Working Group review. Family situations have changed over

the years. Some of the children were never legally adoptable

and still are not. Some children were subject to multiple

petitions. Some families seeking one child petitioned for

multiple children. Many children were matched with potential

adopters by photographs. The Group did not have new criteria

for evaluating the cases, but analyzed children's real

situations. If children were in stable situations the Group

could not move them.

¶5. (U) Bertzi asserted that it was no longer possible to talk

in terms of 1,100 cases because so many pending cases were

clearly resolved by domestic solutions. Among the 415 listed

in the report as being in "substitute families," and the

other 83 listed as "placed in the protection system," none

are legally adoptable, even for domestic purposes. If any of

those children were eventually found "adoptable," and whether

inter-country adoption (ICA) was an option would depend on

what the law was at that time. Some of the children in the

state protection system live better than other children

living in poor families, Bertzi claimed.

¶6. (U) She argued that the new law was not retroactive, but

did give birth families the right for a reconsideration of

their earlier loss of parental rights. She said the new law

is better in many ways, allowing authorities new powers to

intervene in cases of abuse or neglect. But in the past,

some parents had been pressured or induced to give up their

children, or lost rights after six months of no contact under

the old law. Sometimes a child was reported "abandoned"

despite receiving parental visits, after intermediaries

bribed child center workers to omit official reporting of the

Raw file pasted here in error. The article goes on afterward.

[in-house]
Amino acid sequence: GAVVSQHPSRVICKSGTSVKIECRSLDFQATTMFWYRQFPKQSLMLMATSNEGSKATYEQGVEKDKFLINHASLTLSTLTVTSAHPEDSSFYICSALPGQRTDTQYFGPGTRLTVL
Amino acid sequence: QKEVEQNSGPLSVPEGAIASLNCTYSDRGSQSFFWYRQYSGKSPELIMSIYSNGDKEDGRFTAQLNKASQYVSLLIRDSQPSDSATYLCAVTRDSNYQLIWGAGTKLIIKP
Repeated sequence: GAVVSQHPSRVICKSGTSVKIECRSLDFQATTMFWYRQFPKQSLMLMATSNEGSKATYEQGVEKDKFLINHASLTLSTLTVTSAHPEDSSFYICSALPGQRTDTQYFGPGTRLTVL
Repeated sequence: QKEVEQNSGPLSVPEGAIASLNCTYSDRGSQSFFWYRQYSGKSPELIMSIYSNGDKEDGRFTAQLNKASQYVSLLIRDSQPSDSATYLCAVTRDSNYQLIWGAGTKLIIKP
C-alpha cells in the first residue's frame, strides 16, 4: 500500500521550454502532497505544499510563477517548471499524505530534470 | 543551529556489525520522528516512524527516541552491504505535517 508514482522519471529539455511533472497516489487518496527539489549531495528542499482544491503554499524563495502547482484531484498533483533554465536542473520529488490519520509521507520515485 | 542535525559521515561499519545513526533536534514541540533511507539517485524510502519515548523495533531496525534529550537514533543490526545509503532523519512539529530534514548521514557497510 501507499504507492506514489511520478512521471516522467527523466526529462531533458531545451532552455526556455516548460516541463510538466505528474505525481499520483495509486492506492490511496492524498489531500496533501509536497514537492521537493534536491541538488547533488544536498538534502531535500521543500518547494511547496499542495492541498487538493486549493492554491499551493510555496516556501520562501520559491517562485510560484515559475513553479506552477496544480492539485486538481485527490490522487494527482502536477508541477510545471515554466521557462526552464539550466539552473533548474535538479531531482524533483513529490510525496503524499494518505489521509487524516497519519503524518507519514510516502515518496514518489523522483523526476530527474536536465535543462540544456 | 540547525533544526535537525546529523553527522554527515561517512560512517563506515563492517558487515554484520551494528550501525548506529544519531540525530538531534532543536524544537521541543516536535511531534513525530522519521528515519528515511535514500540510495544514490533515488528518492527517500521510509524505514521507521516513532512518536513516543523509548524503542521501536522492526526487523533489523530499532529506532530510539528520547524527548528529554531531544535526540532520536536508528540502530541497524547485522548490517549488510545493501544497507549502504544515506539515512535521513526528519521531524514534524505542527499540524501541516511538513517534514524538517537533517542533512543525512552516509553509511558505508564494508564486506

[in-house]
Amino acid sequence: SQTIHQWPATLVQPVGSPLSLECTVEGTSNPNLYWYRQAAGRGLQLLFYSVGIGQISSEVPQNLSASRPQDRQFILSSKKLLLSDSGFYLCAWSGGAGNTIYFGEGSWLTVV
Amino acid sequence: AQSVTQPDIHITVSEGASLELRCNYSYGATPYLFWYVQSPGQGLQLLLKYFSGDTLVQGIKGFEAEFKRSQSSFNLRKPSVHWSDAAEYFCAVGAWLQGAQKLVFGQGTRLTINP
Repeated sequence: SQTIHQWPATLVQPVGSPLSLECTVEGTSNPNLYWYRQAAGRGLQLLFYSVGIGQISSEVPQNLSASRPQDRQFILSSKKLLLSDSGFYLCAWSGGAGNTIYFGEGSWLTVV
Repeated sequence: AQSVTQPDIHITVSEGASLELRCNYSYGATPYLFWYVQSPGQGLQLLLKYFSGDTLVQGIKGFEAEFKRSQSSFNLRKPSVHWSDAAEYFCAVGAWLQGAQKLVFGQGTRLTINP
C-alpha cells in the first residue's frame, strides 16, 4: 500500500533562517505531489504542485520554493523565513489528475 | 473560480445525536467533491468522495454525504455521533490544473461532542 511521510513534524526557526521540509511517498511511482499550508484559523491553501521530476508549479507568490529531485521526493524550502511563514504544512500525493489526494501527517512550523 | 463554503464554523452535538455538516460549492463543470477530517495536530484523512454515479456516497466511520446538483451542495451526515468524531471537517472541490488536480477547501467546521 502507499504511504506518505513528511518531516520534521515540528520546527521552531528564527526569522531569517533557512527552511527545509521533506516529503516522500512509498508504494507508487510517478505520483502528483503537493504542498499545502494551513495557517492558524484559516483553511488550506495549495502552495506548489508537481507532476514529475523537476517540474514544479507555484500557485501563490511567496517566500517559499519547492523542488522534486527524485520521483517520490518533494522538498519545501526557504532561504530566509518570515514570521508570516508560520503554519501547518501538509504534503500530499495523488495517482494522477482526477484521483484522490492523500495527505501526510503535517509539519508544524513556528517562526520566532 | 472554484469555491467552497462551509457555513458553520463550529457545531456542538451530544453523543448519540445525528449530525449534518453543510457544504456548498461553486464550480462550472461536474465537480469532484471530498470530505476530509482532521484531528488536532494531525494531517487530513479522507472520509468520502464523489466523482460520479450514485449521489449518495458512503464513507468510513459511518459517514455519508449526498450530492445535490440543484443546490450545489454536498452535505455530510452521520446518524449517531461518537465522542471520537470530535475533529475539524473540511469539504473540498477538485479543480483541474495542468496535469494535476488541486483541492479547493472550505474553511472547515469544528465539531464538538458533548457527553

¶7. (SBU) The new law requires that parents formally

relinquish their rights before a court. Child law courts are

BUCHAREST 00000769 002 OF 004

needed as soon as possible. AID Director offered to seek

funding to help the GOR establish the children's courts it

needed, to help improve the process of clarifying the legal

situation of children potentially needing adoption, if the

GOR were to commit to including ICA in its options for

addressing the needs of children. Bertzi showed no interest

in the proposal.

¶8. (U) Bertzi said the ROA has sent eleven past cases of

inter-country adoptions to the courts for investigation and

possible criminal findings. Three involve children being

swapped for others named in petitions. Some involve adoption

foundations operating in Romania, which had matched the same

children to multiple foreign families.

Bertzi's Delusion: "Our System is a Model"


¶9. (U) Bertzi said she had proposed during meetings in

Brussels that there be common rules for ICA throughout

Europe, which would be needed before Romania should resume

ICA. The domestic adoption process, itself, needs to be

cleaned up and protected against corruption before the law on